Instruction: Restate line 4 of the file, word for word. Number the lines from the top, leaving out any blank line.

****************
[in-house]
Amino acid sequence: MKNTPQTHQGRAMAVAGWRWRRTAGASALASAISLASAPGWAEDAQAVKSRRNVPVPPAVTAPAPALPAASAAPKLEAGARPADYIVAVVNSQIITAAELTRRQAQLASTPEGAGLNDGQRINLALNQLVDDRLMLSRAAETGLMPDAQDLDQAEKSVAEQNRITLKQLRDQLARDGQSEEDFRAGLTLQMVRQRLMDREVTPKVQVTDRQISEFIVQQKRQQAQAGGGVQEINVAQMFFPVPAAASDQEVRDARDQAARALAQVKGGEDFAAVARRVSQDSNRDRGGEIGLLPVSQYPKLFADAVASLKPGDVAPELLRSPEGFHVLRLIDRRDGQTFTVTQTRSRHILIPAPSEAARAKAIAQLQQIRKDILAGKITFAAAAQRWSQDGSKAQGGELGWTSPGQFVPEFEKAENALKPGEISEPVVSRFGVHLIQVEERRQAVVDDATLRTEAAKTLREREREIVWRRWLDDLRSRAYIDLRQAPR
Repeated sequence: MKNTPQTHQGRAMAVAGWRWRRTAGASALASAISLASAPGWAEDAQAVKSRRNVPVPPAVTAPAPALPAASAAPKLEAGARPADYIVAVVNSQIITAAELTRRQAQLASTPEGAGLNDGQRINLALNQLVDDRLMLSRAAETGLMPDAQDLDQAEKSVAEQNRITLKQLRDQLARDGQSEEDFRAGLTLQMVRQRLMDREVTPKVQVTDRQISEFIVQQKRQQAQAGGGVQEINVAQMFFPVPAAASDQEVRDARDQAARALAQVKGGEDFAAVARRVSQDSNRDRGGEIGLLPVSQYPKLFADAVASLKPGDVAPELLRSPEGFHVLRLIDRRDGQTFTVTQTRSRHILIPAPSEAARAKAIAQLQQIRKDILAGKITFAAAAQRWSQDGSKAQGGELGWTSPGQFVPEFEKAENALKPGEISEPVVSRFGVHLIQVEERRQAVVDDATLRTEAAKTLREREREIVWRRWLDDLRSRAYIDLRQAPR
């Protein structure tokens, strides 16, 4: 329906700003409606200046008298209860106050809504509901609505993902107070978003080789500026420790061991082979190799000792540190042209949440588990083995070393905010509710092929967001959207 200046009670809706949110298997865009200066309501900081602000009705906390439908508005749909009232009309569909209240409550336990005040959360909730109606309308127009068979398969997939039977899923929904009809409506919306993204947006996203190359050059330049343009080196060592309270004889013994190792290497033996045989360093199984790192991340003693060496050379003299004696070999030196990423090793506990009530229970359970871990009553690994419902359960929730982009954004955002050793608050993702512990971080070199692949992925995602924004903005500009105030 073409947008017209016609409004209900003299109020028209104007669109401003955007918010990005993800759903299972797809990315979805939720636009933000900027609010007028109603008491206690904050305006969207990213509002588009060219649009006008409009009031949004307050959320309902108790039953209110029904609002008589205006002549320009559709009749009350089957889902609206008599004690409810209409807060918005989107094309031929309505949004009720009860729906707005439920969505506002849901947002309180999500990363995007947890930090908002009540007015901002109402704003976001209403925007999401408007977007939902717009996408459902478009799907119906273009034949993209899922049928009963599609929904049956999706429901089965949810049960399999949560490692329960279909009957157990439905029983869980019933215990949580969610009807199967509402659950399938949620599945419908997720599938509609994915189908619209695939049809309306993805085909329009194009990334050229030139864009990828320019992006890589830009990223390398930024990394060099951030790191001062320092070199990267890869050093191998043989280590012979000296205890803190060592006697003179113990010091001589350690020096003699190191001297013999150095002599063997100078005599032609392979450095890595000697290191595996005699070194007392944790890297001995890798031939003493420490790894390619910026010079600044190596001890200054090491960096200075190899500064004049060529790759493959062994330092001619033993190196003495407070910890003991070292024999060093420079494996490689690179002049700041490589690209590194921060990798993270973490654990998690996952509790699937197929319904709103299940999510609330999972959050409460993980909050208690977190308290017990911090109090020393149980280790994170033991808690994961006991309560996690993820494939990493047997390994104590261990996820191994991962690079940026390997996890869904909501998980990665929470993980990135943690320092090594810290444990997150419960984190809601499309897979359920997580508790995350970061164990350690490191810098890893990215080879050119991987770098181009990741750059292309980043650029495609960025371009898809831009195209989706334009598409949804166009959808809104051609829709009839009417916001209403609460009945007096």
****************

């Protein structure tokens, strides 16, 4: 329906700003409606200046008298209860106050809504509901609505993902107070978003080789500026420790061991082979190799000792540190042209949440588990083995070393905010509710092929967001959207 200046009670809706949110298997865009200066309501900081602000009705906390439908508005749909009232009309569909209240409550336990005040959360909730109606309308127009068979398969997939039977899923929904009809409506919306993204947006996203190359050059330049343009080196060592309270004889013994190792290497033996045989360093199984790192991340003693060496050379003299004696070999030196990423090793506990009530229970359970871990009553690994419902359960929730982009954004955002050793608050993702512990971080070199692949992925995602924004903005500009105030 073409947008017209016609409004209900003299109020028209104007669109401003955007918010990005993800759903299972797809990315979805939720636009933000900027609010007028109603008491206690904050305006969207990213509002588009060219649009006008409009009031949004307050959320309902108790039953209110029904609002008589205006002549320009559709009749009350089957889902609206008599004690409810209409807060918005989107094309031929309505949004009720009860729906707005439920969505506002849901947002309180999500990363995007947890930090908002009540007015901002109402704003976001209403925007999401408007977007939902717009996408459902478009799907119906273009034949993209899922049928009963599609929904049956999706429901089965949810049960399999949560490692329960279909009957157990439905029983869980019933215990949580969610009807199967509402659950399938949620599945419908997720599938509609994915189908619209695939049809309306993805085909329009194009990334050229030139864009990828320019992006890589830009990223390398930024990394060099951030790191001062320092070199990267890869050093191998043989280590012979000296205890803190060592006697003179113990010091001589350690020096003699190191001297013999150095002599063997100078005599032609392979450095890595000697290191595996005699070194007392944790890297001995890798031939003493420490790894390619910026010079600044190596001890200054090491960096200075190899500064004049060529790759493959062994330092001619033993190196003495407070910890003991070292024999060093420079494996490689690179002049700041490589690209590194921060990798993270973490654990998690996952509790699937197929319904709103299940999510609330999972959050409460993980909050208690977190308290017990911090109090020393149980280790994170033991808690994961006991309560996690993820494939990493047997390994104590261990996820191994991962690079940026390997996890869904909501998980990665929470993980990135943690320092090594810290444990997150419960984190809601499309897979359920997580508790995350970061164990350690490191810098890893990215080879050119991987770098181009990741750059292309980043650029495609960025371009898809831009195209989706334009598409949804166009959808809104051609829709009839009417916001209403609460009945007096």